There are more than 350,000 Australians with dementia. By 2050 that figure is expected to rise to almost 900,000.

While there is currently no cure for dementia there are a growing number of therapies that can help improve quality of life for those living with the condition.

These are some innovative developments that could change how we treat dementia.

1. Virtual reality

Computer game developers are working with dementia research organisations to see how virtual reality can be used in dementia care to stimulate the senses.

The idea is to create a digital world that people with dementia can enter by wearing a virtual reality headset. A prototype creates a virtual forest with chirping and butterflies zooming past. The user can even interact with the surroundings. For example, the user’s arm movement can trigger a reaction from a virtual butterfly.

When Alzheimer’s Australia Victoria put it to the test, a dementia patient that normally wouldn’t communicate verbally, ‘lit up’ and started talking.

Virtual reality has also been used to simulate the experience of dementia so family members and carers and walk a (virtual) mile in the shoes of someone living with dementia.

2. iPods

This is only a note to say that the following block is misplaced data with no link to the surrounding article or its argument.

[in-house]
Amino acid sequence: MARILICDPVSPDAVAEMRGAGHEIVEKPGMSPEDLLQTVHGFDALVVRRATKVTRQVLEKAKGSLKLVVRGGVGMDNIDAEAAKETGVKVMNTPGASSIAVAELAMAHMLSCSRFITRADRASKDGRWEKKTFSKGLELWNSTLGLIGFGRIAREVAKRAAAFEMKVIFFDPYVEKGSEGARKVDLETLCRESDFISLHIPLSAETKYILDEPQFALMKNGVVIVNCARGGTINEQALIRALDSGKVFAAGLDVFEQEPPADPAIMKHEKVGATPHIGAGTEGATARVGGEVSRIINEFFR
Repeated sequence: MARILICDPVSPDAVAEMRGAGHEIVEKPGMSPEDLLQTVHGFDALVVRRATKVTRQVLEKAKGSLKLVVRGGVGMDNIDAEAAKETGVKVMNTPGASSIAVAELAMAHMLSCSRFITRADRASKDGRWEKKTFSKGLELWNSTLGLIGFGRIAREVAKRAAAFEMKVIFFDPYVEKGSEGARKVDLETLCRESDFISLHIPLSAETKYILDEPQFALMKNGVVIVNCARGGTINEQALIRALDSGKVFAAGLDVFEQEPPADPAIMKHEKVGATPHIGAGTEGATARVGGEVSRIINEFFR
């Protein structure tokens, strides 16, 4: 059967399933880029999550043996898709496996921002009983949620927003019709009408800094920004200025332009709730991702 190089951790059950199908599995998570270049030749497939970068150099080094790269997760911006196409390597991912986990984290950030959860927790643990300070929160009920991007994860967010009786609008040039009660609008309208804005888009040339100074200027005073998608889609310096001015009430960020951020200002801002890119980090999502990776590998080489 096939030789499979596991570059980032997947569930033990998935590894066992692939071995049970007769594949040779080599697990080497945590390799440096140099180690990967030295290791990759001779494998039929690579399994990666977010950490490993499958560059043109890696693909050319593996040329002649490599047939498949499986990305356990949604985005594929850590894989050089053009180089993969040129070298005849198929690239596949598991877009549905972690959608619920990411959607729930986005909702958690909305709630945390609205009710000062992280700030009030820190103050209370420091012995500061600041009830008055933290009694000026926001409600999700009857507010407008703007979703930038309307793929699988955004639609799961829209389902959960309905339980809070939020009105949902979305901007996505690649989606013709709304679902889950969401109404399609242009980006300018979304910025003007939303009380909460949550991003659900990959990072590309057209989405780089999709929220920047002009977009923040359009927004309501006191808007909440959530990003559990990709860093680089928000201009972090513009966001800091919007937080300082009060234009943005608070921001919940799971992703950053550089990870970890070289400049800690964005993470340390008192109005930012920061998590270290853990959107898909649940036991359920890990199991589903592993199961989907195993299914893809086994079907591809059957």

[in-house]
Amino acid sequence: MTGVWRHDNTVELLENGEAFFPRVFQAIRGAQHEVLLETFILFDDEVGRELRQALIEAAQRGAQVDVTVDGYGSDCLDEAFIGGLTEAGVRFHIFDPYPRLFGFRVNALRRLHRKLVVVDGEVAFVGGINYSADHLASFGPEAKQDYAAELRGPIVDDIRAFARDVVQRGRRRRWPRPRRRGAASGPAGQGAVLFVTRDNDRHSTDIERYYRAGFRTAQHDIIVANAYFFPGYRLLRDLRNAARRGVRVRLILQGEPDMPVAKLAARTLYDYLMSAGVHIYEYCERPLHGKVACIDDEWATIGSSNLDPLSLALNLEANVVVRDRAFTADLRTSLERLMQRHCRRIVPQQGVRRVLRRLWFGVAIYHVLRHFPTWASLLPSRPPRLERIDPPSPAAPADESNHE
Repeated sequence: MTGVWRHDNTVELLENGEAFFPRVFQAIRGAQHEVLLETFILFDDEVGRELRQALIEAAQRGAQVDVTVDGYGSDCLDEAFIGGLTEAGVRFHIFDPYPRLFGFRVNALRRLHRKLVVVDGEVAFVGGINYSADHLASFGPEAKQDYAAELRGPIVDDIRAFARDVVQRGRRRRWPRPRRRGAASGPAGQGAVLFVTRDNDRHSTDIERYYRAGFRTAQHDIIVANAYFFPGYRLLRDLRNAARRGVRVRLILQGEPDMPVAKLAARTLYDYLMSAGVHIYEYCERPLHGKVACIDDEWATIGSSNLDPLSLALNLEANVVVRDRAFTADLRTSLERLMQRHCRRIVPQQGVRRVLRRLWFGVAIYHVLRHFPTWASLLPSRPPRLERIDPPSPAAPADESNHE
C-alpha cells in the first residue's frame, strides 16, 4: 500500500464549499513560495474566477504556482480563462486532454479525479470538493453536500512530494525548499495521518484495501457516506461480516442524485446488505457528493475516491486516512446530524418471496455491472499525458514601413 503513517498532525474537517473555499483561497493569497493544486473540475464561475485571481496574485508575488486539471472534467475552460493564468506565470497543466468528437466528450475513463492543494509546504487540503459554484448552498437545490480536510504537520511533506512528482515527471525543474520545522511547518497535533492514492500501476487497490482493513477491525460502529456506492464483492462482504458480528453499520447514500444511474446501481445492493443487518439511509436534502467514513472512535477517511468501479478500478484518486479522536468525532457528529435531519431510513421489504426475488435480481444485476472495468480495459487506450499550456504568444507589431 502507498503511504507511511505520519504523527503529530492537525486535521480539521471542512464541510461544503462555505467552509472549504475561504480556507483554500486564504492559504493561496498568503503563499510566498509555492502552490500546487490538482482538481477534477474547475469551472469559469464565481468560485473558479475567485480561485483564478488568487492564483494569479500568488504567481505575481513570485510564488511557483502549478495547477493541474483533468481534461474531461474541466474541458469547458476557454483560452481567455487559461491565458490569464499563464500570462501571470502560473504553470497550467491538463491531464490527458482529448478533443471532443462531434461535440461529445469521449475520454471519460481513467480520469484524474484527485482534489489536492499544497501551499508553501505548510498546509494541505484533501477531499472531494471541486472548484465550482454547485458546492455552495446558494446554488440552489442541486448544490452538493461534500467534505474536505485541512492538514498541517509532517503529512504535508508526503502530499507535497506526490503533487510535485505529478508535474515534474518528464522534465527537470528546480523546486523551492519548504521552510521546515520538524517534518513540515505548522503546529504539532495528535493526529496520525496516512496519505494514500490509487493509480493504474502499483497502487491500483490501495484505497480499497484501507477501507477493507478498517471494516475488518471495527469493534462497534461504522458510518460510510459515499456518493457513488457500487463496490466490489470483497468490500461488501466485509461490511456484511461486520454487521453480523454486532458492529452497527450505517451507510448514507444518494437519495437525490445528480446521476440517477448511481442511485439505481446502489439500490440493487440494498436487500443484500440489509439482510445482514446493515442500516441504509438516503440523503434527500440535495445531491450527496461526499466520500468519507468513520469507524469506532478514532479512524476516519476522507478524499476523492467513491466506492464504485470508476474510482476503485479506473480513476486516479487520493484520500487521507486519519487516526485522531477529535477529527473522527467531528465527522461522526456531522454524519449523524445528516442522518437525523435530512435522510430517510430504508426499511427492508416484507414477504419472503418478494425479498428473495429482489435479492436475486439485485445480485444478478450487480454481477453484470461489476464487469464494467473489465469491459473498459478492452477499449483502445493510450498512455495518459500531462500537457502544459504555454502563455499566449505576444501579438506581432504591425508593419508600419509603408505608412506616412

ipods-dementia

Music has a special ability to wedge its way into our memory for a very long time.

That’s why you might find a trolley of iPods being wheeled around a dementia care facility. Personalised playlists, like those used in the Music and Memory program, are designed to unlock memories and emotions.

Such personalised music programs are already widespread in the United States (as seen in the documentary Alive Inside) and there’s research to suggest they can reduce medication levels in dementia care.

Most simply, someone’s favourite music can bring joy into their daily routine when it might otherwise lack stimulation.

3. Storytelling

It sounds simple but engaging a person with dementia in telling stories about the past can be a very powerful therapy.

There are programs for group reminiscence sessions but it’s also something family members and friends can do with their loved ones. Family photos and other memorabilia can be used to enhance the experience.

The opportunities for this life story work are growing and according to the Alzheimer’s Society (UK) “there is evidence that life story and reminiscence work, particularly when done one-on-one, can improve mood, wellbeing and some mental abilities such as memory.”

Advice for families can be found on the Alzheimer’s Australia website.

LESLEY CUNICH

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